A Dubious Mets Pitching Feat, 20 Years In The Making

An article by posted on February 23, 2011

Throughout their nearly half-century of existence, the Mets have always prided themselves on their pitching. From stalwarts like Tom Seaver and Jerry Koosman to ’80s greats Dwight Gooden and David Cone, the Mets have always had a quality starter or two in their rotation. Even the current Mets have an ace up their sleeve every time Johan Santana takes the mound.

However, since 1988, the Mets have only won one NL East championship (2006), and that division title was due more to their great hitters (Reyes, Wright, Beltran, Delgado) than their pitching (Tom Glavine and Steve Trachsel led the staff with 15 wins apiece). If “pitching wins championships”, then the Mets have been without good pitching for the better part of two decades. In fact, it’s actually worse than it seems.

In 1990, Frank Viola became the last Met to win 20 games when he finished the season with a 20-12 record. That same season, he was almost joined by Dwight Gooden, as Doc fell one win short of the 20-win plateau when he lost his final start of the season against the Pittsburgh Pirates. Since 1990, no Met has approached 20 victories, with Al Leiter coming the closest when he won 17 games in 1998.

Twenty years have elapsed since the Mets had a pitcher win at least 18 games in a single season. When Viola and Gooden achieved their lofty win totals in 1990, the Florida Marlins, Colorado Rockies, Arizona Diamondbacks and Tampa Bay Rays weren’t even major league franchises yet, with the Marlins and Rockies making their debuts in 1993, while the Diamondbacks and Rays played their first games five years later. Yet all four of those expansion teams have had at least one 18-game winner since their inaugural seasons. Let’s look at each major league team, in alphabetical order by league, to see how many of them can boast an 18-game winner since 1990 (players listed are the last ones to reach the 18-victory plateau for their respective teams).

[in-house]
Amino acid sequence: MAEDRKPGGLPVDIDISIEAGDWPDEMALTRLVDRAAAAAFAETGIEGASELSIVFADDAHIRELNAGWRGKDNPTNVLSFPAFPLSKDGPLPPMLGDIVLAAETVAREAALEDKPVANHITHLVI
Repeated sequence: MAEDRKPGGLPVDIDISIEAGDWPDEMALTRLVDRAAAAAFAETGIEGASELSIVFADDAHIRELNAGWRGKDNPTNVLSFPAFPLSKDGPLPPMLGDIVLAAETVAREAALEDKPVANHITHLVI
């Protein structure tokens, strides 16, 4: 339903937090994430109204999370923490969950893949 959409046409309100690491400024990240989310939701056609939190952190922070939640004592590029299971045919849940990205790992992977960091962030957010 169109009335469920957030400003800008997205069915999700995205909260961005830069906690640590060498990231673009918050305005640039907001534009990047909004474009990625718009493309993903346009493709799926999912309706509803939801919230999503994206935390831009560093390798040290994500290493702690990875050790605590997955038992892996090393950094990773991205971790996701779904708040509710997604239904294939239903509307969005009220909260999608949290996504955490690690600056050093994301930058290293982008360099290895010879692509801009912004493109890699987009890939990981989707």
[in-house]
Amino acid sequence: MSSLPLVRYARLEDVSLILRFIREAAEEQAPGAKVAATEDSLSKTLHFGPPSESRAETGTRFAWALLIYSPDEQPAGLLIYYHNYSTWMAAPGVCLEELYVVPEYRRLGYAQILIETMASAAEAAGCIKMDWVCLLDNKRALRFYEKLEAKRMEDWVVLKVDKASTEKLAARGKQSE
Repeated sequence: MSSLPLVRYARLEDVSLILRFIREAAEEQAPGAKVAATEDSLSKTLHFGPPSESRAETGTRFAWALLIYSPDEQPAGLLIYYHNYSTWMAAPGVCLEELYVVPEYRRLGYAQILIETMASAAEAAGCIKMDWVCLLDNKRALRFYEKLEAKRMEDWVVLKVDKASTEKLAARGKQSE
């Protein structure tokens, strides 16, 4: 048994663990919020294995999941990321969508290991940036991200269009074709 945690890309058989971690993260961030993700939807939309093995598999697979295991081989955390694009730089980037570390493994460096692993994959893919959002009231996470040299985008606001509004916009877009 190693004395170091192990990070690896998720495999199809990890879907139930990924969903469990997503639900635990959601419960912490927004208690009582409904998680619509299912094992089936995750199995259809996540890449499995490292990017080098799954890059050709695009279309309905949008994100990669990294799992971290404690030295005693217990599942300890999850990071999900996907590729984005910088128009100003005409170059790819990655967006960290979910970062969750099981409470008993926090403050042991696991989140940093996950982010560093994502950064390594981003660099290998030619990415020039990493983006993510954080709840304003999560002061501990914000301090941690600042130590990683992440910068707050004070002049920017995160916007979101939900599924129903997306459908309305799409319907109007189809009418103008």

American League

  • Baltimore Orioles: Mike Mussina (18 wins in 1999)
  • Boston Red Sox: Jon Lester (19 wins in 2010)
  • Chicago White Sox: Jon Garland (18 wins in 2006)
  • Cleveland Indians: Cliff Lee (22 wins in 2008)
  • Detroit Tigers: Justin Verlander (18 wins in 2010)
  • Kansas City Royals: Kevin Appier (18 wins in 1993)
  • Los Angeles Angels of Anaheim: John Lackey (19 wins in 2007)
  • Minnesota Twins: Johan Santana (19 wins in 2006)
  • New York Yankees: CC Sabathia (21 wins in 2010)
  • Oakland Athletics: Trevor Cahill (18 wins in 2010)
  • Seattle Mariners: Felix Hernandez (19 wins in 2009)
  • Tampa Bay Rays: David Price (19 wins in 2010)
  • Texas Rangers: Kenny Rogers (18 wins in 2004)
  • Toronto Blue Jays: Roy Halladay (20 wins in 2008)

National League

  • Arizona Diamondbacks: Brandon Webb (22 wins in 2008)
  • Atlanta Braves: Russ Ortiz (21 wins in 2003)
  • Chicago Cubs: Carlos Zambrano (18 wins in 2007)
  • Cincinnati Reds: Pete Schourek (18 wins in 1995)
  • Colorado Rockies: Ubaldo Jimenez (19 wins in 2010)
  • Florida Marlins: Dontrelle Willis (22 wins in 2005)